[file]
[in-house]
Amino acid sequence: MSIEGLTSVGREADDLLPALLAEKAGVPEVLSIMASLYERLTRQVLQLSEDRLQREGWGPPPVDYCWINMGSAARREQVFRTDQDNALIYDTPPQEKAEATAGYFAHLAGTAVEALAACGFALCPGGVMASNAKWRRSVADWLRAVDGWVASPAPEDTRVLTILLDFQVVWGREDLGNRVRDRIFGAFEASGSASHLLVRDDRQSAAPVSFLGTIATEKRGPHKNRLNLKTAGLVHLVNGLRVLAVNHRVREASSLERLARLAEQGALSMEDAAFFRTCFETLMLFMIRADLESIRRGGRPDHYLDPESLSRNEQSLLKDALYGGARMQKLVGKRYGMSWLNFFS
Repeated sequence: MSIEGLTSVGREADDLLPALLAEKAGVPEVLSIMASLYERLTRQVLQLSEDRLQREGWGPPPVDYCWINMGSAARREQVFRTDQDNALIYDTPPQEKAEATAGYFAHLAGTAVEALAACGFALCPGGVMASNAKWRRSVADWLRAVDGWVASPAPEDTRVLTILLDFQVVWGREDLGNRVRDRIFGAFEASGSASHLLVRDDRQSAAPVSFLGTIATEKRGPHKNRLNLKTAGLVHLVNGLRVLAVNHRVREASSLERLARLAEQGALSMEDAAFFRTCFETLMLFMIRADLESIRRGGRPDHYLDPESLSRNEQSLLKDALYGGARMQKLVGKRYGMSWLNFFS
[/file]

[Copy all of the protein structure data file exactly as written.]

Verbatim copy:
[in-house]
Amino acid sequence: MSIEGLTSVGREADDLLPALLAEKAGVPEVLSIMASLYERLTRQVLQLSEDRLQREGWGPPPVDYCWINMGSAARREQVFRTDQDNALIYDTPPQEKAEATAGYFAHLAGTAVEALAACGFALCPGGVMASNAKWRRSVADWLRAVDGWVASPAPEDTRVLTILLDFQVVWGREDLGNRVRDRIFGAFEASGSASHLLVRDDRQSAAPVSFLGTIATEKRGPHKNRLNLKTAGLVHLVNGLRVLAVNHRVREASSLERLARLAEQGALSMEDAAFFRTCFETLMLFMIRADLESIRRGGRPDHYLDPESLSRNEQSLLKDALYGGARMQKLVGKRYGMSWLNFFS
Repeated sequence: MSIEGLTSVGREADDLLPALLAEKAGVPEVLSIMASLYERLTRQVLQLSEDRLQREGWGPPPVDYCWINMGSAARREQVFRTDQDNALIYDTPPQEKAEATAGYFAHLAGTAVEALAACGFALCPGGVMASNAKWRRSVADWLRAVDGWVASPAPEDTRVLTILLDFQVVWGREDLGNRVRDRIFGAFEASGSASHLLVRDDRQSAAPVSFLGTIATEKRGPHKNRLNLKTAGLVHLVNGLRVLAVNHRVREASSLERLARLAEQGALSMEDAAFFRTCFETLMLFMIRADLESIRRGGRPDHYLDPESLSRNEQSLLKDALYGGARMQKLVGKRYGMSWLNFFS